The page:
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Yesterday saw Chancellor George Osborne deliver his 8th governmental budget. Corporate-Commercial Partner, Christian Mancier, provides his reflection on a number of the key points announced to see if they’ll be good for SME businesses in the UK. Topics covered in the Budget which will certainly have an impact on the present and future state of business include: small business rate relief, tax changes, infrastructure, commercial stamp duty and a number of others.

Small Business Rate Relief

One of the headline statements for entrepreneurs and SMEs to come out of the budget was the threshold increase to small business rate relief, which applies to businesses that only use one property. In a permanent move, Mr Osborne announced a more than doubling of the relief from £6,000 to a maximum of £15,000 meaning that by April next year 600,000 small business in a third of all commercial property would pay no business rates at all, which is very good news for SMEs who are often greatly burdened by these business rates. Remember that you have to apply to your local council for this rate relief. The higher rate band is also set to jump from £18,000 to £51,000.

Entrepreneurs’ relief

The Chancellor extended the availability of Entrepreneurs’ Relief in a surprise move. Under the existing regime Entrepreneurs’ Relief (where the gain on the sale of shares in a private limited company was taxed at an effective rate of 10%) was only available to those who held shares in a company and were also a director or employee of the company concerned. This has now been broadened to apply to shareholders who are not employees or directors in a move to encourage investment into private limited companies. This only applies to new shares issued from 17th March 2016 onwards and the shareholder concerned must hold them for 3 years before qualifying for the relief. They specifically must not be a director or employee of the company concerned.

Tax – Corporation and Capital Gains

The Budget in July 2015 announced a reduction in Corporation Tax, which is currently at 20%, to 18% by 2020. This has been revised and further decreased with the aim of 17% by April 2020. Good news for firms in general and for the economy in attracting work from further afield, making Britain’s door firmly ‘open to business’ with Britain having one of the lowest corporate tax rates in the developed world.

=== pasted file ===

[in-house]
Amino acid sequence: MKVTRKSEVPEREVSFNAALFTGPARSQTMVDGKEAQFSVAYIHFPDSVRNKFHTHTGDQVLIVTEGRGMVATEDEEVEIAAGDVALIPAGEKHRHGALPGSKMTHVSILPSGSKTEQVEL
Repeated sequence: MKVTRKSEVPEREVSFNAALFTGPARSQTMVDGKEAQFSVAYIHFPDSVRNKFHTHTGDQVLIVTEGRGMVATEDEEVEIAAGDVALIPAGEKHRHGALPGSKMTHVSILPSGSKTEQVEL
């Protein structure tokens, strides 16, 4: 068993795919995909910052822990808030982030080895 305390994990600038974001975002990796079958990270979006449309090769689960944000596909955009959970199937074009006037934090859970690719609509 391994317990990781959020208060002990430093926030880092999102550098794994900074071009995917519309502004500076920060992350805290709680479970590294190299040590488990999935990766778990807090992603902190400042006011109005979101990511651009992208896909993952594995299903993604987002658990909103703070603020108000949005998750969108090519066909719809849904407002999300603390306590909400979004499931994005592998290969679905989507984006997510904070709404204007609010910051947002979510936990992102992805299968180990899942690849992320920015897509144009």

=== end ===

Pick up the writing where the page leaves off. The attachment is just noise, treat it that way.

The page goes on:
In three weeks’ time, Capital Gains Tax is to be reduced from 28% to 20%. This is the tax paid on profit. A reduction in this will be a huge benefit for investors, however, it does not apply to gains on the sale of buy-to-let properties and second homes where the Chancellor has continued his theme of making life more difficult for property investors.

Meanwhile the tax-free allowance will be increased to £11,500 from April 2017, with the top 40% tax rate increasing to £45,000.

Northern Powerhouse Infrastructure

The Northern Powerhouse was mentioned on several occasions in a bid to keep its momentum going after murmurings from many people in regards to the actual substance behind the slogan. Good news for the North is that the HS3 high speed rail link between Manchester and Leeds has been given the go-ahead with a view to cutting the journey time to 30 minutes by 2030, although on reviewing the detail it looks like this is an initial £60m to develop the plan for HS3 rather than the actual cost of delivering the project.

The £230 million ear marked for road improvements to the North of England including an additional carriageway on the M62 and upgrades to the A66 and A69 is most welcome, especially in light of the report earlier this week that there are fewer lanes on the 14 A roads crossing the Pennines between Sheffield and Scotland than there are crossing the Thames between Tower Bridge and Chelsea.

Also mentioned was the possibility of a Peak District tunnel between Sheffield and Manchester, which also isn’t a quick job; £75 million was been set aside to develop these plans but it could take 20 years to build.

Savings

In an unexpected move the Chancellor announced a couple of new measures for savers, including a new Lifetime ISA, which is expected to push aside and overtake personal pensions. From April 2017 the Lifetime ISA will be available to anyone under the age of 40 with the aim of helping those struggling to save for a house and for their subsequent retirement. The deal is that for every £4 you save, the Government will contribute £1, just like the Help to Buy ISA. Money in the Lifetime ISA can be used for buying a house or taken out aged 60+ without penalty. Any other withdrawal is subject to a 5% penalty and you can’t use the government contribution aspect but you can put money back in again afterwards.

The Lifetime ISA and increase in personal ISA limit to £20,000 reiterates the Government’s desire to ‘put the next generation first’. A problem that also needs to be addressed, however, is the fact that many people are struggling to meet normal day-to-day costs.

Best of the Rest

  • Fuel Duty – To be frozen for the 6th year running. Very good news for businesses and entrepreneurs who have a heavy reliance on vehicles and also for the everyday driver!
  • Tax Avoidance – It’s claimed that £12 billion is to be raised from tackling tax avoidance and cracking down on royalty payments that big companies use to move money to tax havens.
  • Commercial Stamp Duty – Like the changes in stamp duty that were introduced to residential property, commercial property stamp duty is to be reformed to a similar ‘slice system’. From Thursday 17th March commercial stamp duty of 0% will apply to properties purchased up to £150,000, 2% on the next £200,000 and a 5% top rate above £250,000.